Let There Be Light: Larry Hornbeck on Inventing DLP Page 2

S&V: Tell us about the first DLP projector. Were you surprised at how big DLP technology would eventually become? What did it feel like to win an Emmy Engineering Award in 1998 and the Sci-Tech Academy Award of Merit in 2015?
LH: The first DLP subsystems for conference room projectors were delivered to manufacturers by April 1996 and were on the market soon after.

DLP technology delivered the appearance of a nearly seamless image owing to the small spacing between its mirrors. Working with manufacturers over succeeding years, DLP projectors were introduced that would revolutionize the conference room projection market with higher brightness and contrast, and much reduced weight and volume. That was just the beginning of markets that would range from pico projectors to digital cinema.

Quite frankly, I was surprised at the breadth of markets in which DLP technology provided unique advantages to various applications. I won the Emmy Engineering Award in 1998 from the Academy of Television Arts & Sciences for digital micromirror technology. Believe me, it was a great feeling at the time. But nothing could have prepared me for the feeling of winning an Academy Award of Merit (Oscar Statuette) from the Academy of Motion Picture Arts & Sciences in February of this year.

We have watched movies the same way for 115 years—on film. Today more than eight out of 10 theaters globally project the best Hollywood has to offer with vibrant, bright and vivid digital imagery using DLP Cinema technology, thanks to my invention and the passion of a small team of engineers focused on digital cinema, not to mention the combined efforts of hundreds of TI engineers over the last 28 years.

Hornbeck and his wife at the digital projection showing of The Phantom Menace in 1999.

S&V: Is there a reason why all of the tiny Pico projectors we’re seeing in the market seem to use DLP technology? Is there something about the technology that makes it particularly suitable for miniaturization or portable applications?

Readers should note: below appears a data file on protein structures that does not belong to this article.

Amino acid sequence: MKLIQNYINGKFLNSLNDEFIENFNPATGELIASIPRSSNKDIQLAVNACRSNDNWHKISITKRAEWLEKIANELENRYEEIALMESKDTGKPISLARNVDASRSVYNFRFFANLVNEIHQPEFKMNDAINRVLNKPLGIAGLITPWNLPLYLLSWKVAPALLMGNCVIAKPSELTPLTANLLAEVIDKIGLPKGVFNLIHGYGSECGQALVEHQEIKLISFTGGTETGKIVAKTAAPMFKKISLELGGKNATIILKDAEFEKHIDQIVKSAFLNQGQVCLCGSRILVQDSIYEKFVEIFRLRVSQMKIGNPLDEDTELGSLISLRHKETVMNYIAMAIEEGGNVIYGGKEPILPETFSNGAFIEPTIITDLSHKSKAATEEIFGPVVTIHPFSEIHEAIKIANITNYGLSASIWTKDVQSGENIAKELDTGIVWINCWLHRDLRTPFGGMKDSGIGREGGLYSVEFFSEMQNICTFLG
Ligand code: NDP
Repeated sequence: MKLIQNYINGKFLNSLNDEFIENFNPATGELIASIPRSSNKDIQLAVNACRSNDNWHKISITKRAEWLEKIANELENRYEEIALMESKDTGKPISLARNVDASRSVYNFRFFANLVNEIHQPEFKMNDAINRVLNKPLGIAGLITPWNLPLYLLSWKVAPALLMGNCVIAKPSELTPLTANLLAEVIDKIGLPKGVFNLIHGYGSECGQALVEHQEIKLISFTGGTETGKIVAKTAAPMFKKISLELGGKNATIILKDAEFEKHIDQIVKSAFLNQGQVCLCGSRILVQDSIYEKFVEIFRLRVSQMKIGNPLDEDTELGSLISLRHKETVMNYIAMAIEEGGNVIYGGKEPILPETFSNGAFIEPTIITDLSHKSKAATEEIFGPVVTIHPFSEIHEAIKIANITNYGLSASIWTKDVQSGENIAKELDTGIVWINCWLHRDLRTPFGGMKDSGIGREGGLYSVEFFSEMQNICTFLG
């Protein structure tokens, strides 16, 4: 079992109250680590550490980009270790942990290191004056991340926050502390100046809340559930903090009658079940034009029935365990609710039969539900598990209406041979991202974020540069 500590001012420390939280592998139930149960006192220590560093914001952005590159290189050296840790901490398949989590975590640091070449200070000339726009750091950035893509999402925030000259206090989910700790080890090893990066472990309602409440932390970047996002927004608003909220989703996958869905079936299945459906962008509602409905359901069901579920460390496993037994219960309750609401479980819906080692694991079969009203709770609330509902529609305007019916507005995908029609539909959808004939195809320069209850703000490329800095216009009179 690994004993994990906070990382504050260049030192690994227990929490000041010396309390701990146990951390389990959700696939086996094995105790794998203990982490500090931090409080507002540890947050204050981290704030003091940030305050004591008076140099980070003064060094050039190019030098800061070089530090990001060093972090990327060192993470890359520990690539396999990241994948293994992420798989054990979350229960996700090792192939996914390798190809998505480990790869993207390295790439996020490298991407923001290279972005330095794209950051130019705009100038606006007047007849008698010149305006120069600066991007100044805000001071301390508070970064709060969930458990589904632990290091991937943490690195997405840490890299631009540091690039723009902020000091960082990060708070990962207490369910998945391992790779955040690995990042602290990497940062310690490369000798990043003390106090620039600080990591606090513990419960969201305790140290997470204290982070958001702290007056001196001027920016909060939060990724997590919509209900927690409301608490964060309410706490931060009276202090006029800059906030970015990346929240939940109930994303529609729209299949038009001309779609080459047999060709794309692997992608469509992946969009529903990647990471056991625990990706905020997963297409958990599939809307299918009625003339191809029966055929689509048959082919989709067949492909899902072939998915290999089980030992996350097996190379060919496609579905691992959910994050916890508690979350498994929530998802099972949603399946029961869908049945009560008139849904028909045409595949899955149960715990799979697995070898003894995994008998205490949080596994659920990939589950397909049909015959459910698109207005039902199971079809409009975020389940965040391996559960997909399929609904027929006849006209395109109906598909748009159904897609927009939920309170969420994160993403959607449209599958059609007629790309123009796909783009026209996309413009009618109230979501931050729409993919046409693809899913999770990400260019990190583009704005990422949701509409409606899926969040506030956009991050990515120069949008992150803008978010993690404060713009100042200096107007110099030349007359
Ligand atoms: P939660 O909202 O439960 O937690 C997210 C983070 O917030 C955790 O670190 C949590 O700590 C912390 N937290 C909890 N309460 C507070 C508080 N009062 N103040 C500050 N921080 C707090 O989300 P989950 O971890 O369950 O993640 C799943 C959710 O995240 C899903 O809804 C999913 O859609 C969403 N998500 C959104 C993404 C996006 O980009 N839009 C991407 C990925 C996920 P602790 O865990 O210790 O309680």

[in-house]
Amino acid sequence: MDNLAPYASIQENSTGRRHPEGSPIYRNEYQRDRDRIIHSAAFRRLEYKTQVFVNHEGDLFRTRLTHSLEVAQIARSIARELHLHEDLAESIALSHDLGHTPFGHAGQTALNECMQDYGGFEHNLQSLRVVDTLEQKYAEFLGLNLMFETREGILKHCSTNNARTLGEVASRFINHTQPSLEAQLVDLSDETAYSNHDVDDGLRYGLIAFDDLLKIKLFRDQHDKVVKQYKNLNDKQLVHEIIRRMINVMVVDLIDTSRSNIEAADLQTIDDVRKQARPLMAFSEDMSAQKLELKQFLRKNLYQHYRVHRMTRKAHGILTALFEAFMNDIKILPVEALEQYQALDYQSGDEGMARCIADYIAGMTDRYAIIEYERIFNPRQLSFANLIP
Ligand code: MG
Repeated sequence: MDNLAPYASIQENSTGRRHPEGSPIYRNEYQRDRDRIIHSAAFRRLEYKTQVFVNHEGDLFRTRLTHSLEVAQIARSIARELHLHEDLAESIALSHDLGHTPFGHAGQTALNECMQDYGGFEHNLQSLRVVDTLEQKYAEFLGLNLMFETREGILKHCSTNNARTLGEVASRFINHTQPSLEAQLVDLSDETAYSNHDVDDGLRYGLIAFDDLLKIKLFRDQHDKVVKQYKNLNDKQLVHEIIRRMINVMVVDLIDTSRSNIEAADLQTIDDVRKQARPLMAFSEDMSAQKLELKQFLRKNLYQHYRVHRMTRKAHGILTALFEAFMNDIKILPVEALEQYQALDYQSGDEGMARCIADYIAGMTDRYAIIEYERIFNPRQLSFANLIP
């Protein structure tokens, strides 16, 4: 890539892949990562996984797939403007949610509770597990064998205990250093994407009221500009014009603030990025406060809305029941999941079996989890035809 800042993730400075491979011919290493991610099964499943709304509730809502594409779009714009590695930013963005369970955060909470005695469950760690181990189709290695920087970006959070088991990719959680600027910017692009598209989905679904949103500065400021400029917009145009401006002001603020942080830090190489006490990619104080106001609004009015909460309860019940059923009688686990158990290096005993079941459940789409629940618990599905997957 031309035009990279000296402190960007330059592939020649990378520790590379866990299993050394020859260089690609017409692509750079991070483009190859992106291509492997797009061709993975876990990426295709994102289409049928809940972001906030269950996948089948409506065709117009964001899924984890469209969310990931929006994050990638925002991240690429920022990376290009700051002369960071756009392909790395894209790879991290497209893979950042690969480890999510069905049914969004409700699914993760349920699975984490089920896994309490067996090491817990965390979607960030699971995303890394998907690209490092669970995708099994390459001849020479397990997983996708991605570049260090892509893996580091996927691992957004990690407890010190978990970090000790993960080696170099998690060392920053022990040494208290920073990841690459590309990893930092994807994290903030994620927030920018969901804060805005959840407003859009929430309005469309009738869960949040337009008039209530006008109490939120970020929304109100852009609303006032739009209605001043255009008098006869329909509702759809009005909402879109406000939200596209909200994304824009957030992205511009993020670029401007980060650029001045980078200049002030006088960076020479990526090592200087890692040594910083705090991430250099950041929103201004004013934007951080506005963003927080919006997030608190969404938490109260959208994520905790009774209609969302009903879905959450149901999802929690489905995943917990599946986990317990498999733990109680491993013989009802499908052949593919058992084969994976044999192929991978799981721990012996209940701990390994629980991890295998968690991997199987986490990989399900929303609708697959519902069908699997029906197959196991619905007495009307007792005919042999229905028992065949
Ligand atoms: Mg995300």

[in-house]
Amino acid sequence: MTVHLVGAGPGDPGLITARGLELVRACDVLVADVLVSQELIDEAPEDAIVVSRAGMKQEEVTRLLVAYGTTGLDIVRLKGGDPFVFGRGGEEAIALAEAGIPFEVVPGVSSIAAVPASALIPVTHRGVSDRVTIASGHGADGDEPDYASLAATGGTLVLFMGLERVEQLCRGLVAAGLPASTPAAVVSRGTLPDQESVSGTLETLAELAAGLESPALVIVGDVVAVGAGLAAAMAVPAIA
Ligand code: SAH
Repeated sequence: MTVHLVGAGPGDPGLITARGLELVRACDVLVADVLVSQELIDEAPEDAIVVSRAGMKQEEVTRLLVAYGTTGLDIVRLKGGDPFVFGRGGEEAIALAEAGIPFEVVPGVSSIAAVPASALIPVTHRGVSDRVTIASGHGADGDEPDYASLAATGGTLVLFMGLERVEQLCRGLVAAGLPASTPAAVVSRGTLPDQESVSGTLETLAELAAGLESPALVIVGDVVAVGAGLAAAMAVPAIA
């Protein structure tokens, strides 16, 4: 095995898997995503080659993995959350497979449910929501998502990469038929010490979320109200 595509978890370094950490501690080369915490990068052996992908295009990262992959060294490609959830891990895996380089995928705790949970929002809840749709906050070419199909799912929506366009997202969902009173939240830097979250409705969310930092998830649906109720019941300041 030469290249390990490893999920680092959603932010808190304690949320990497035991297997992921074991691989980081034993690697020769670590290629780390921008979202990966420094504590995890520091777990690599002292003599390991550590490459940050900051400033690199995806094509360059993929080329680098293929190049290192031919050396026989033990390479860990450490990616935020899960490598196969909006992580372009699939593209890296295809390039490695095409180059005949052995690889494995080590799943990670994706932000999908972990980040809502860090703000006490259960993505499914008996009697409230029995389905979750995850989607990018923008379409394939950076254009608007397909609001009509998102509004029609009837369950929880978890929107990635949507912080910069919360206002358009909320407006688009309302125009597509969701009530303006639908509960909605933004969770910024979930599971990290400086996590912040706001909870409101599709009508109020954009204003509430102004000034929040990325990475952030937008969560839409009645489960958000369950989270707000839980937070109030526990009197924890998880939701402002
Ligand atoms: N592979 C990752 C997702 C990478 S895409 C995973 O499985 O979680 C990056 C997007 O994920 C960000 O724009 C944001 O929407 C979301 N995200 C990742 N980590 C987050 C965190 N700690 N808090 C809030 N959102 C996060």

LH: Yes, there are inherent characteristics of the DLP chip that make it particularly suitable for miniaturization or portable applications.

1. Precise, programmable and reliable modulation of light—stable to within the accuracy of time division, the basis for all DLP technology. These features are not compromised in compact pico designs.
2. Rugged, highly reflective aluminum micromirrors that reflect heat and are optically efficient with both polarized and un-polarized light. And they work well with all light sources—lamp, LED, laser, or polarized light for 3D applications. LED sources enable compact optical designs as in pico-projectors.
3. Fast switching speed of the micromirrors combined with high optical efficiency of reflective aluminum enables extremely compact, one-chip DLP pico systems.
4. Scalability of micromirror size allows smaller chips for the same resolution, e.g. pico applications.
5. Standard semiconductor manufacturing which builds on TI’s infrastructure and expertise.

S&V: Is there anything you’d like to add?
LH: There’s a quote from my Oscar acceptance speech that I think pretty well sums things up:

“It’s extremely gratifying to work for a company that allows its employees to bring their passion and creativity to life and in this case to bring it to life on the big screen. Wow! You can’t do any better than that.

“So we have created a technology that has advanced the cinema industry and enhanced our lives with many other innovative applications which have sprung from the central thesis that if you have digital micromirrors—10,000 times a second; it can be a one or zero—you create precisely the same image time after time.

“A cinematographer views his dailies and in Topeka, Kansas that’s what moviegoers see. Exactly those colors, exactly that incredible imagery.”

Watch Larry Hornbeck accept the Academy Award of Merit here.

Learn how DLP works here.